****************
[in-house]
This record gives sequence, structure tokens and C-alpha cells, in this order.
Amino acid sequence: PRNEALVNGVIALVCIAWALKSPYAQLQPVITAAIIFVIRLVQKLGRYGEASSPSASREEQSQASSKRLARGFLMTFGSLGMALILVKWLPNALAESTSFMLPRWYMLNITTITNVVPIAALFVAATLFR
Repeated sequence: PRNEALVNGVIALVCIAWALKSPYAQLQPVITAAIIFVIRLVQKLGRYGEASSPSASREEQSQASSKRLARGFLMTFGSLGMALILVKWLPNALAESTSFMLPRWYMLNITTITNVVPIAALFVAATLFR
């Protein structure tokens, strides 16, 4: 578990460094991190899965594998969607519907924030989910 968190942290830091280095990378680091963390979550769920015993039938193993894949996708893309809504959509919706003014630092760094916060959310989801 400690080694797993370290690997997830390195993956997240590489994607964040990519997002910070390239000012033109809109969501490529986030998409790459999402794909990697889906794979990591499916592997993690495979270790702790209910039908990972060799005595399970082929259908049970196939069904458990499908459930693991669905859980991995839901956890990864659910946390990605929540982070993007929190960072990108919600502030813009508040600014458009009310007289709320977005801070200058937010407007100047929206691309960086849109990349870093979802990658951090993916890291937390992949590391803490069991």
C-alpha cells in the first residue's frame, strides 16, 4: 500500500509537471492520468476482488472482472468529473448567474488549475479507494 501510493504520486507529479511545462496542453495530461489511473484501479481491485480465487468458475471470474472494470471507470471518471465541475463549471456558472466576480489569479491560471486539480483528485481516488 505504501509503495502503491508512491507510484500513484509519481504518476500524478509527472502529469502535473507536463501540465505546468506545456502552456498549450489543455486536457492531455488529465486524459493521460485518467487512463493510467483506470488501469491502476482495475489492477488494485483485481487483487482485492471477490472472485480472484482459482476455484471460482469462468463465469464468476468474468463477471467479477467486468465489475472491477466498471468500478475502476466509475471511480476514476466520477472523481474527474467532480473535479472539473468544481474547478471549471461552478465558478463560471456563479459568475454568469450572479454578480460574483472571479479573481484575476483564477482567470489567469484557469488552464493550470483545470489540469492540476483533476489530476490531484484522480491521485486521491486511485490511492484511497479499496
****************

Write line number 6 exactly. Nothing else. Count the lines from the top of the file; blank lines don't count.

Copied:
C-alpha cells in the first residue's frame, strides 16, 4: 500500500509537471492520468476482488472482472468529473448567474488549475479507494 501510493504520486507529479511545462496542453495530461489511473484501479481491485480465487468458475471470474472494470471507470471518471465541475463549471456558472466576480489569479491560471486539480483528485481516488 505504501509503495502503491508512491507510484500513484509519481504518476500524478509527472502529469502535473507536463501540465505546468506545456502552456498549450489543455486536457492531455488529465486524459493521460485518467487512463493510467483506470488501469491502476482495475489492477488494485483485481487483487482485492471477490472472485480472484482459482476455484471460482469462468463465469464468476468474468463477471467479477467486468465489475472491477466498471468500478475502476466509475471511480476514476466520477472523481474527474467532480473535479472539473468544481474547478471549471461552478465558478463560471456563479459568475454568469450572479454578480460574483472571479479573481484575476483564477482567470489567469484557469488552464493550470483545470489540469492540476483533476489530476490531484484522480491521485486521491486511485490511492484511497479499496